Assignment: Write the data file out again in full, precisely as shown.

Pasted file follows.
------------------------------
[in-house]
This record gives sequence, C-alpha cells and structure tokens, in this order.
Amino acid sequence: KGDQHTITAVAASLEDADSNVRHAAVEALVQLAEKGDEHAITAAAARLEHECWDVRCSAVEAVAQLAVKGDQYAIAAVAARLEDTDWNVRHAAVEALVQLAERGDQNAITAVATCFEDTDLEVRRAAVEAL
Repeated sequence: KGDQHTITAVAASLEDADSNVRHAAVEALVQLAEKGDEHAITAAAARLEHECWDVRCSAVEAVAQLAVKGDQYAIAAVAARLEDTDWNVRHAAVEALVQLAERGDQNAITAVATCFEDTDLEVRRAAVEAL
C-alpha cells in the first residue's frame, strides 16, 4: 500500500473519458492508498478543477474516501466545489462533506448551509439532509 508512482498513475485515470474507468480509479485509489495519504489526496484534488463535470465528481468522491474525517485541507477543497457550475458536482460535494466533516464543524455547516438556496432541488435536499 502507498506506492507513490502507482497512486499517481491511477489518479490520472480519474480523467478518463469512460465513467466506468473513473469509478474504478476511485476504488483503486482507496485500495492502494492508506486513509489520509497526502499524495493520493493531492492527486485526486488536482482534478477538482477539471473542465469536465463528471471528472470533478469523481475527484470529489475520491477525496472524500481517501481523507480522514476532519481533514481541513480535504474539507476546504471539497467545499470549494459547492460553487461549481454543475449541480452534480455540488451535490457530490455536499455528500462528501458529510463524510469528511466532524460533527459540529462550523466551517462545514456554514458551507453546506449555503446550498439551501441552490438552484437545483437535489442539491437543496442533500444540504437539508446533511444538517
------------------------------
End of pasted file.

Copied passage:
[in-house]
This record gives sequence, C-alpha cells and structure tokens, in this order.
Amino acid sequence: KGDQHTITAVAASLEDADSNVRHAAVEALVQLAEKGDEHAITAAAARLEHECWDVRCSAVEAVAQLAVKGDQYAIAAVAARLEDTDWNVRHAAVEALVQLAERGDQNAITAVATCFEDTDLEVRRAAVEAL
Repeated sequence: KGDQHTITAVAASLEDADSNVRHAAVEALVQLAEKGDEHAITAAAARLEHECWDVRCSAVEAVAQLAVKGDQYAIAAVAARLEDTDWNVRHAAVEALVQLAERGDQNAITAVATCFEDTDLEVRRAAVEAL
C-alpha cells in the first residue's frame, strides 16, 4: 500500500473519458492508498478543477474516501466545489462533506448551509439532509 508512482498513475485515470474507468480509479485509489495519504489526496484534488463535470465528481468522491474525517485541507477543497457550475458536482460535494466533516464543524455547516438556496432541488435536499 502507498506506492507513490502507482497512486499517481491511477489518479490520472480519474480523467478518463469512460465513467466506468473513473469509478474504478476511485476504488483503486482507496485500495492502494492508506486513509489520509497526502499524495493520493493531492492527486485526486488536482482534478477538482477539471473542465469536465463528471471528472470533478469523481475527484470529489475520491477525496472524500481517501481523507480522514476532519481533514481541513480535504474539507476546504471539497467545499470549494459547492460553487461549481454543475449541480452534480455540488451535490457530490455536499455528500462528501458529510463524510469528511466532524460533527459540529462550523466551517462545514456554514458551507453546506449555503446550498439551501441552490438552484437545483437535489442539491437543496442533500444540504437539508446533511444538517